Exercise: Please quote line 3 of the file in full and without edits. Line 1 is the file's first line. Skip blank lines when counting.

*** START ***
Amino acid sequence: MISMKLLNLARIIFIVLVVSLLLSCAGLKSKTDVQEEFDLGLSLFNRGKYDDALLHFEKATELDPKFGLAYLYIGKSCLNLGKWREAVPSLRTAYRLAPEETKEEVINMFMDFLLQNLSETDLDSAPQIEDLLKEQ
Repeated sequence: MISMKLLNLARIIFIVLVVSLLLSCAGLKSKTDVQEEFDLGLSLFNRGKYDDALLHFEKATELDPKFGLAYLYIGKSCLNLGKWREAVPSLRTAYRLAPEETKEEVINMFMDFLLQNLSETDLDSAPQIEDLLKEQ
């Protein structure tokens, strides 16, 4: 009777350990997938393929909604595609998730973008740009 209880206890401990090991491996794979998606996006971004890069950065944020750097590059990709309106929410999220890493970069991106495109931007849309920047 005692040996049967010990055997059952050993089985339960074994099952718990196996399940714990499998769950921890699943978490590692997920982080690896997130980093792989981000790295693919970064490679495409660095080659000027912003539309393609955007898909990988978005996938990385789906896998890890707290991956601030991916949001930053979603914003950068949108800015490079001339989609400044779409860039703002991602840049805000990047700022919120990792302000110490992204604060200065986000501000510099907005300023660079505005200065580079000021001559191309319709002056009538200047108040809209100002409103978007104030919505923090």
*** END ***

């Protein structure tokens, strides 16, 4: 009777350990997938393929909604595609998730973008740009 209880206890401990090991491996794979998606996006971004890069950065944020750097590059990709309106929410999220890493970069991106495109931007849309920047 005692040996049967010990055997059952050993089985339960074994099952718990196996399940714990499998769950921890699943978490590692997920982080690896997130980093792989981000790295693919970064490679495409660095080659000027912003539309393609955007898909990988978005996938990385789906896998890890707290991956601030991916949001930053979603914003950068949108800015490079001339989609400044779409860039703002991602840049805000990047700022919120990792302000110490992204604060200065986000501000510099907005300023660079505005200065580079000021001559191309319709002056009538200047108040809209100002409103978007104030919505923090």